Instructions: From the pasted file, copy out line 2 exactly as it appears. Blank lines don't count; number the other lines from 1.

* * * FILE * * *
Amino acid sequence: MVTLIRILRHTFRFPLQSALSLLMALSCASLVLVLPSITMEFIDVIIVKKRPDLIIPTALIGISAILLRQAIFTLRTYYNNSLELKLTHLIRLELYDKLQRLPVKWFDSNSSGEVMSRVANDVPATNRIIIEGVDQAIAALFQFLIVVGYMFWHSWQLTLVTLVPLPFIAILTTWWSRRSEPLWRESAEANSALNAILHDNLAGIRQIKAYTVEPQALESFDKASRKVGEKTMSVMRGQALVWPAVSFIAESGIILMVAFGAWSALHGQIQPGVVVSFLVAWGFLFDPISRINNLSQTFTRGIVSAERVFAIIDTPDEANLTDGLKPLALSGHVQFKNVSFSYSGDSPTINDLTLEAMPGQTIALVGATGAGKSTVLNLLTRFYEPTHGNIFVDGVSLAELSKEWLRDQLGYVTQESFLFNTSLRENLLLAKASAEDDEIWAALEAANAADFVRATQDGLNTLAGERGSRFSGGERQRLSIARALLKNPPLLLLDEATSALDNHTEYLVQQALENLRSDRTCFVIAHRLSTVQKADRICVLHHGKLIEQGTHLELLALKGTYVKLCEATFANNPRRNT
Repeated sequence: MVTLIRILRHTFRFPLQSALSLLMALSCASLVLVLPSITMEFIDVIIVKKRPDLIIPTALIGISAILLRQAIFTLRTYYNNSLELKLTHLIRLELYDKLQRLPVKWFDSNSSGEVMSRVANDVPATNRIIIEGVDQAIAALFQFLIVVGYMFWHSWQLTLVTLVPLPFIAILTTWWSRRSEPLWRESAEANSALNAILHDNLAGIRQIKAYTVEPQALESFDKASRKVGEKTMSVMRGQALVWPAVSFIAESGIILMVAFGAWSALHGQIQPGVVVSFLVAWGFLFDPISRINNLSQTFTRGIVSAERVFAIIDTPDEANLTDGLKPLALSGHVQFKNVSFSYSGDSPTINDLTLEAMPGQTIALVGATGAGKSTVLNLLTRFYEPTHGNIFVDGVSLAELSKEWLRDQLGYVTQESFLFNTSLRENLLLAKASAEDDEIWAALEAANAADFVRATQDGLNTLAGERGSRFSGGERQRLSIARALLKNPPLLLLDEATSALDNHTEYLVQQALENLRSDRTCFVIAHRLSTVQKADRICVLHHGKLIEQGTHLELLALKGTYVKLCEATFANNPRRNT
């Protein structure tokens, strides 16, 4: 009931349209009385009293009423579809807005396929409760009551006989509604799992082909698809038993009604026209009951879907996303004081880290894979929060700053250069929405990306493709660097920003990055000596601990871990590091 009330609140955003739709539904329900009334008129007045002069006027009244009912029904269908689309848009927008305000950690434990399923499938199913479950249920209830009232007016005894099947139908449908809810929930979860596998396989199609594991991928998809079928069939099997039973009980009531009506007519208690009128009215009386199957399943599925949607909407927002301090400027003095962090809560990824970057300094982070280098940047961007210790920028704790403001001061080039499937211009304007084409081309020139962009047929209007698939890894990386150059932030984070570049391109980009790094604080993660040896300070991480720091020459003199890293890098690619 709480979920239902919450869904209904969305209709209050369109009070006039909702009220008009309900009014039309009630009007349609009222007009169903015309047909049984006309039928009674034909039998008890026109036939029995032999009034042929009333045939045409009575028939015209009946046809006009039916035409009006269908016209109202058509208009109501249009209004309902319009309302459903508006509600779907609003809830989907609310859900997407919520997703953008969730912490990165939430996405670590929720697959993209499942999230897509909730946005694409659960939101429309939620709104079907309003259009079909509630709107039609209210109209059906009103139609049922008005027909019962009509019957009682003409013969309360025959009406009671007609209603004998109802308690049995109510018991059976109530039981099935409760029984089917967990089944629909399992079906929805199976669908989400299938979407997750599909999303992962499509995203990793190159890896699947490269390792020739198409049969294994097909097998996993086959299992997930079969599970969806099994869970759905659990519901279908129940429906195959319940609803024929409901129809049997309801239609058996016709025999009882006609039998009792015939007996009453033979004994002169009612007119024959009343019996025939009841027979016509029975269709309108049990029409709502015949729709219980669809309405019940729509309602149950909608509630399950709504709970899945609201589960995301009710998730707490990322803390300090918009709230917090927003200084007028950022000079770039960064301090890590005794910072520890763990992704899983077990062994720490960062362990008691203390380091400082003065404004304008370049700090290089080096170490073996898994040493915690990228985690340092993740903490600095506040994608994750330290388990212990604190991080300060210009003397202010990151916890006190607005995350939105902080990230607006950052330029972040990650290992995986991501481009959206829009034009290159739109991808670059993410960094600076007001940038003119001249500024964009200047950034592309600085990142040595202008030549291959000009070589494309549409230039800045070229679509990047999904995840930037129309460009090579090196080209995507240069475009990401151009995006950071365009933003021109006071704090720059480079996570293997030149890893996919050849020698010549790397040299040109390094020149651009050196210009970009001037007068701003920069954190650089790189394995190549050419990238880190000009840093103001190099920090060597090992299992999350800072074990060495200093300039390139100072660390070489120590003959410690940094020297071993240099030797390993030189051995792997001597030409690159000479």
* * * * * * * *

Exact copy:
Repeated sequence: MVTLIRILRHTFRFPLQSALSLLMALSCASLVLVLPSITMEFIDVIIVKKRPDLIIPTALIGISAILLRQAIFTLRTYYNNSLELKLTHLIRLELYDKLQRLPVKWFDSNSSGEVMSRVANDVPATNRIIIEGVDQAIAALFQFLIVVGYMFWHSWQLTLVTLVPLPFIAILTTWWSRRSEPLWRESAEANSALNAILHDNLAGIRQIKAYTVEPQALESFDKASRKVGEKTMSVMRGQALVWPAVSFIAESGIILMVAFGAWSALHGQIQPGVVVSFLVAWGFLFDPISRINNLSQTFTRGIVSAERVFAIIDTPDEANLTDGLKPLALSGHVQFKNVSFSYSGDSPTINDLTLEAMPGQTIALVGATGAGKSTVLNLLTRFYEPTHGNIFVDGVSLAELSKEWLRDQLGYVTQESFLFNTSLRENLLLAKASAEDDEIWAALEAANAADFVRATQDGLNTLAGERGSRFSGGERQRLSIARALLKNPPLLLLDEATSALDNHTEYLVQQALENLRSDRTCFVIAHRLSTVQKADRICVLHHGKLIEQGTHLELLALKGTYVKLCEATFANNPRRNT